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In Brownsberger, a problem-solver


DEMOCRATIC VOTERS in the Second Suffolk and Middlesex District aren’t just choosing among four candidates for state Senate Tuesday; they’re also deciding among distinct visions of how government should operate. The district, which now includes Belmont, Watertown, parts of west Cambridge, Brighton, and the Fenway, came open when Steven Tolman resigned to take over the state AFL-CIO. The best choice to replace him, state Representative Will Brownsberger of Belmont, has a progressive record on social and environmental matters — but also a history of creative thinking about making government more effective, honest, and transparent.

Brownsberger, a lawyer, has served in the House since 2007 and was a Belmont town selectman for nine years before that. He’s acutely aware of the need to make the most of limited resources. Brownsberger challenged House leadership over a lack of openness on spending. He’s also proposed ways to reform public pensions. Brownsberger has been quick to recognize the obstacles that 21st-century workers encounter: He’s led efforts to reform non-compete agreements, which can limit laid-off workers’ ability to find new jobs. With his appetite for digging into complicated problems, Brownsberger should make a big impact in the Senate.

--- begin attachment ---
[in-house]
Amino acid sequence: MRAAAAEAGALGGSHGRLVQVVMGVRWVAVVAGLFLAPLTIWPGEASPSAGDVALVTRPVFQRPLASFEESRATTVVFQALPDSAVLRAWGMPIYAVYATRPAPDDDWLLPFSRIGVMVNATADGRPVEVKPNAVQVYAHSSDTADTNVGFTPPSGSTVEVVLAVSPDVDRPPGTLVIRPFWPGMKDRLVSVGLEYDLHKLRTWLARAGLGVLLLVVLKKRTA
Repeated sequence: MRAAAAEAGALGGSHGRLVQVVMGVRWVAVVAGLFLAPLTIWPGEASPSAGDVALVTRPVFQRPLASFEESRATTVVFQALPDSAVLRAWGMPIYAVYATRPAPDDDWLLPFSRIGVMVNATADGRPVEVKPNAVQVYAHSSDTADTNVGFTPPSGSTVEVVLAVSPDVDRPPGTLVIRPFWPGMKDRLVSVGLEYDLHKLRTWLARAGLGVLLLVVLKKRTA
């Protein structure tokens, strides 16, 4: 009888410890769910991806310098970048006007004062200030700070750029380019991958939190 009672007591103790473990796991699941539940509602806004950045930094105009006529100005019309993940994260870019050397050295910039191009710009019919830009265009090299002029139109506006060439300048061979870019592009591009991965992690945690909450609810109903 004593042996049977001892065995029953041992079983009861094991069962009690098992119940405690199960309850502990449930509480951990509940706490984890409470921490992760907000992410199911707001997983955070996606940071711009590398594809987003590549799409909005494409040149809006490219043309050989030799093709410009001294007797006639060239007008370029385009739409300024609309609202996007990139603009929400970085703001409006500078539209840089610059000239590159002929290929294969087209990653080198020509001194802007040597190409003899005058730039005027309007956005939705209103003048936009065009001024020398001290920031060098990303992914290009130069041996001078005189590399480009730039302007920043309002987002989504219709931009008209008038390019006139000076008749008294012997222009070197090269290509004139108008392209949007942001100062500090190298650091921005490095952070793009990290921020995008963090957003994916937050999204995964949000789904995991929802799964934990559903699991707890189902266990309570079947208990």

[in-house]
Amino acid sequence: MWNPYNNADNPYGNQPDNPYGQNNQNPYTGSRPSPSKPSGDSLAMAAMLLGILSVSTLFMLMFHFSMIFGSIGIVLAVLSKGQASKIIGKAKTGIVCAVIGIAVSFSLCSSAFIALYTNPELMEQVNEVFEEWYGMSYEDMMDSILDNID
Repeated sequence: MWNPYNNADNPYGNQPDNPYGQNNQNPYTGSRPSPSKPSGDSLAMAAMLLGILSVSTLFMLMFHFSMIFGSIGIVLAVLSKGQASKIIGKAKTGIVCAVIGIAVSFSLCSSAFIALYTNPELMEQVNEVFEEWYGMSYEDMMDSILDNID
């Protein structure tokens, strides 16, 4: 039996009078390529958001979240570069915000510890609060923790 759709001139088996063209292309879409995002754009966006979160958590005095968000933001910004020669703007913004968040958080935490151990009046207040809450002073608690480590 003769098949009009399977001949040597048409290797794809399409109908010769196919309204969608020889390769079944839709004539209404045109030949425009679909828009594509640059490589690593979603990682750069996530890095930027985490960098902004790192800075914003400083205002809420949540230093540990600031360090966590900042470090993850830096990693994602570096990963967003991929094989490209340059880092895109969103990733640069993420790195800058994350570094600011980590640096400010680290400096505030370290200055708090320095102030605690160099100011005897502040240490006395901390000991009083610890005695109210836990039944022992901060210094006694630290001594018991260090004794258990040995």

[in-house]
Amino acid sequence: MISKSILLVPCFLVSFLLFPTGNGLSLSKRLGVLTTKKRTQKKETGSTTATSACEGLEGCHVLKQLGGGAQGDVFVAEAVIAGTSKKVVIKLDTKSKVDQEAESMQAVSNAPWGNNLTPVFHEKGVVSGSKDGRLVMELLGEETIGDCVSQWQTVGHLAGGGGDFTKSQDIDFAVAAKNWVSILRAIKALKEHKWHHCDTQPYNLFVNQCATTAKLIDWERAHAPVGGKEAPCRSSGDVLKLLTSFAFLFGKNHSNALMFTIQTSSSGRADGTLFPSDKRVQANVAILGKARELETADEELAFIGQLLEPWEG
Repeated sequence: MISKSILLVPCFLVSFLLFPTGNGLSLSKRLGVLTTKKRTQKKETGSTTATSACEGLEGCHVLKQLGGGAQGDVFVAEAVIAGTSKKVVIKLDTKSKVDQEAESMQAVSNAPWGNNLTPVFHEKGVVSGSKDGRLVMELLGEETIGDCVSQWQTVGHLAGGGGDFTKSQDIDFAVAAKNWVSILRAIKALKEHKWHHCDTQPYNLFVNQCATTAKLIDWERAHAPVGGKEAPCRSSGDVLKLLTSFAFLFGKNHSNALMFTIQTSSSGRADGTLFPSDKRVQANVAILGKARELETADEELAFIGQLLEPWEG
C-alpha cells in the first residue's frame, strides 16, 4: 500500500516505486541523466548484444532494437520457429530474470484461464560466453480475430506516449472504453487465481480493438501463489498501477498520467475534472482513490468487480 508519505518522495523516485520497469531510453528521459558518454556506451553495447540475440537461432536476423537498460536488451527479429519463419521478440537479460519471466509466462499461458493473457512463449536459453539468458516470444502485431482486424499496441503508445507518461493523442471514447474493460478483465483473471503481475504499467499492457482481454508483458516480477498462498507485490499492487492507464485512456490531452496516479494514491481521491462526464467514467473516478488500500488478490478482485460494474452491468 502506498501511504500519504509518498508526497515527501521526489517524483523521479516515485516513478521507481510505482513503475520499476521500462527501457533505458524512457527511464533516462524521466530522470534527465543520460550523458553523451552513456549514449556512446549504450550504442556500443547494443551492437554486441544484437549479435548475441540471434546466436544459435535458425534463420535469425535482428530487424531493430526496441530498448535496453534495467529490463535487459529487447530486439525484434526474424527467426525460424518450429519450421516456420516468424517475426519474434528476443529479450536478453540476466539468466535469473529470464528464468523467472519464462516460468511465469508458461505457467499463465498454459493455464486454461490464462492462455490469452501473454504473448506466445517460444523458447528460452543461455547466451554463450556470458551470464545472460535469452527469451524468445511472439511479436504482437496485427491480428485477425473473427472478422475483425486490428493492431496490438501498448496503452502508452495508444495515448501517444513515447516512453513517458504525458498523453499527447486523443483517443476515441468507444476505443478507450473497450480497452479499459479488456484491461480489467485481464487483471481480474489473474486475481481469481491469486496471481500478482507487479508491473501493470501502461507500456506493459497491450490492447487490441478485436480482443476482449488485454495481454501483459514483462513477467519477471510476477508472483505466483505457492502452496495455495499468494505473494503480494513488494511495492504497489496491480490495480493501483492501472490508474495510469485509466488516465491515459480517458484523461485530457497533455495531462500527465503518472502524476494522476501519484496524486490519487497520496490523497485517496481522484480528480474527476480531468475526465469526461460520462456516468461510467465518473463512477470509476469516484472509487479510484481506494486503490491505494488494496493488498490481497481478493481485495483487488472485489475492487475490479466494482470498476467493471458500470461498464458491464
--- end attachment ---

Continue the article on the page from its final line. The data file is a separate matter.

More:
Two of his rivals offer a more traditional brand of Democratic politics. Lawyer Tim Schofield, who put himself through school on the GI Bill, makes an earnest plea for empathy in government. Robert McCarthy, the former head of the Professional Fire Fighters of Massachusetts, vows to use his relationships with Beacon Hill to benefit constituents. Yet neither Schofield nor McCarthy grapples realistically with the challenges facing local governments and private-sector workers. Both have criticized recent efforts to help cities and towns save on spiraling employee health costs. Digging in to defend unsustainable costs shouldn’t be mistaken for progressive government; if anything, it leads to more layoffs of public workers and worse services for citizens.

A more intriguing choice is Jonathan Hecht, a state representative from Watertown who shares Brownsberger’s emphasis on open, efficient government. Hecht, also a lawyer, has a varied resume that includes both a history of activism on human rights in China and service on the Watertown Town Council. He and Brownsberger have voted in similar ways. But Brownsberger has taken a more intense, imaginative approach — and has a stronger legislative record because of it.